Paul  Kengor

These pages are primarily about helping children (and even their moms) cope with the absence of their dad. At the end of the book, however, one finds something for dad as well: a removable insert of suggestions for the kids for their father, beginning with a long list under the heading, “Send a Box of Things to Daddy.” The insert concludes with this wisdom: “Choose a special prayer to pray together before Dad leaves, and talk about how you will both continue that connection of prayer as long as he is away.” And in case that prayer doesn’t come easy, Edick and Johnson have composed one:

I pray my Daddy
will be strong;
that time away
will not be long.
I pray, dear Lord,
be close to him.
On every mission,
go with him.
While we at home
stay strong and true;
help us to love and trust
in You.

The closing prayer is a nice touch that echoes back to the Patrick Henry quote at the start of the book: “The battle does not belong to the strong alone, but to the vigilant, the active, and the brave.”

Not surprisingly, given the political leanings of the publishing industry, these unapologetic expressions of God and country—call it patriotism—were a sticking point in finding a publisher for the book. One editor at a major house was willing to consider the manuscript only if the authors toned down the flag-waving. “That was NOT going to happen!” says co-author Paula Johnson.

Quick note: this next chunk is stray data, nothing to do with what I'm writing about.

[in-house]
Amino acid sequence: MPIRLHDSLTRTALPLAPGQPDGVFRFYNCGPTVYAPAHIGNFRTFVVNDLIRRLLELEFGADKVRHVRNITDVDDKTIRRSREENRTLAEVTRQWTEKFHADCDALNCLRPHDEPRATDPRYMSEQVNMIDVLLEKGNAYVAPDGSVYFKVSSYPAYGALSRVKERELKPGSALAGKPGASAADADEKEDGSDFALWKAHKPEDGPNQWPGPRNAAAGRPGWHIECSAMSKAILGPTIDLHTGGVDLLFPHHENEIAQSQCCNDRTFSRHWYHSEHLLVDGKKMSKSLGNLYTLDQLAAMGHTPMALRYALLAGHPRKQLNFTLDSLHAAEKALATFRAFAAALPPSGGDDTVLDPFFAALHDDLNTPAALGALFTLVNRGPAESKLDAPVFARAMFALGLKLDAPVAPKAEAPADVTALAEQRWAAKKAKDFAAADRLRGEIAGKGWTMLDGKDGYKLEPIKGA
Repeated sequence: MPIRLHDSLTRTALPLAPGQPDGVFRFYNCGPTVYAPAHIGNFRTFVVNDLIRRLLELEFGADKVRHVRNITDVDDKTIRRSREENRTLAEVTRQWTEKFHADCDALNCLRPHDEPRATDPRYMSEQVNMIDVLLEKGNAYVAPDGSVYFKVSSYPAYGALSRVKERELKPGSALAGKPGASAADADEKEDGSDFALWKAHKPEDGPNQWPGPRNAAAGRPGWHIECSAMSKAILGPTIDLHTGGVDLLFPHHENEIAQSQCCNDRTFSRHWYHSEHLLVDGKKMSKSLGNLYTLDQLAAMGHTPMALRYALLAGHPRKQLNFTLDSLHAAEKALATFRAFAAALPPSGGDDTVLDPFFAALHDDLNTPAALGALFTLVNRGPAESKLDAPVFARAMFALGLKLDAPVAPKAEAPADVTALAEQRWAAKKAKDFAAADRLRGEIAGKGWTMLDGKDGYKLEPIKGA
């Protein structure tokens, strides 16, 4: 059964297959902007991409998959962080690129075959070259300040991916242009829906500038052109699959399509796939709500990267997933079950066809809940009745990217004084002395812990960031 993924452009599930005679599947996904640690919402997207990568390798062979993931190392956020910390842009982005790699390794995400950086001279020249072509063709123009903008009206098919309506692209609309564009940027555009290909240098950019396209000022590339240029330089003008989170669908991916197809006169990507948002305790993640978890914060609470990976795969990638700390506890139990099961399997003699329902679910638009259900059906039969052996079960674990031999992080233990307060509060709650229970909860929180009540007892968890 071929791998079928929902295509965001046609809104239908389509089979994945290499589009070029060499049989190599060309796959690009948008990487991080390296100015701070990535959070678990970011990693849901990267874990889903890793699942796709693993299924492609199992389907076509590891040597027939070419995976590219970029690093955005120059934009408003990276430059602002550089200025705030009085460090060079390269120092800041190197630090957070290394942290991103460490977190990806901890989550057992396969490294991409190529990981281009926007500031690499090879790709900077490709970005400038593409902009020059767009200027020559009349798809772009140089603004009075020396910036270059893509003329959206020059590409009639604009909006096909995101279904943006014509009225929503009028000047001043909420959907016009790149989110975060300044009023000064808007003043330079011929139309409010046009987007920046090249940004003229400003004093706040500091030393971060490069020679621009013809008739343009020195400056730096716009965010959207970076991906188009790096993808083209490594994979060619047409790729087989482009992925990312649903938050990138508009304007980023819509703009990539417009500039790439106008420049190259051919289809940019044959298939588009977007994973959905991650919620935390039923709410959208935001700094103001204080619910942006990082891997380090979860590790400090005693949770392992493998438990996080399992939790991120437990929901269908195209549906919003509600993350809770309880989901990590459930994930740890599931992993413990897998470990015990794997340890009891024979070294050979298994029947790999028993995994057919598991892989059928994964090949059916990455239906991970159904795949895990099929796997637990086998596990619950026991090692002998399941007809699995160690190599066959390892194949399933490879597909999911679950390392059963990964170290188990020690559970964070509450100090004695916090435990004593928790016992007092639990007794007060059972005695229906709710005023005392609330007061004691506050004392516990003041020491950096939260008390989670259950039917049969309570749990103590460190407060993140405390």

Johnson told me that her co-author, Kathleen Edick, had the vision for the book. Edick’s son had just been deployed to Iraq, leaving young children and a young wife at home for a year. She was looking for a book to help her grandchildren understand what was happening. She came up empty-handed. So, she sketched out a story, which she shared with Johnson in the art class they were taking in their hometown of Eaton, Colorado. Suddenly, they were collaborating on a book.

Rather than writing something that honored the politics of liberal editors in New York, Edick and Johnson stuck to their guns and honored the troops. They saluted the flag. This was a sacrifice that left them alone to self-publish—meaning no advance, no huge print-run, and no team of 24/7 publicists booking them on radio and TV.

Yet, it was a sacrifice worthy of the little girl on the cover waving an American flag.

If you know a family missing dad this Memorial Day, as he patrols the dangerous terrain of Iraq or Afghanistan or wherever, buy a copy of this book as a gift; or, better, buy a box and donate it to the local recruiting office or VFW or American Legion. It would make for much more meaningful summer reading than the latest Stephen King slasher novel.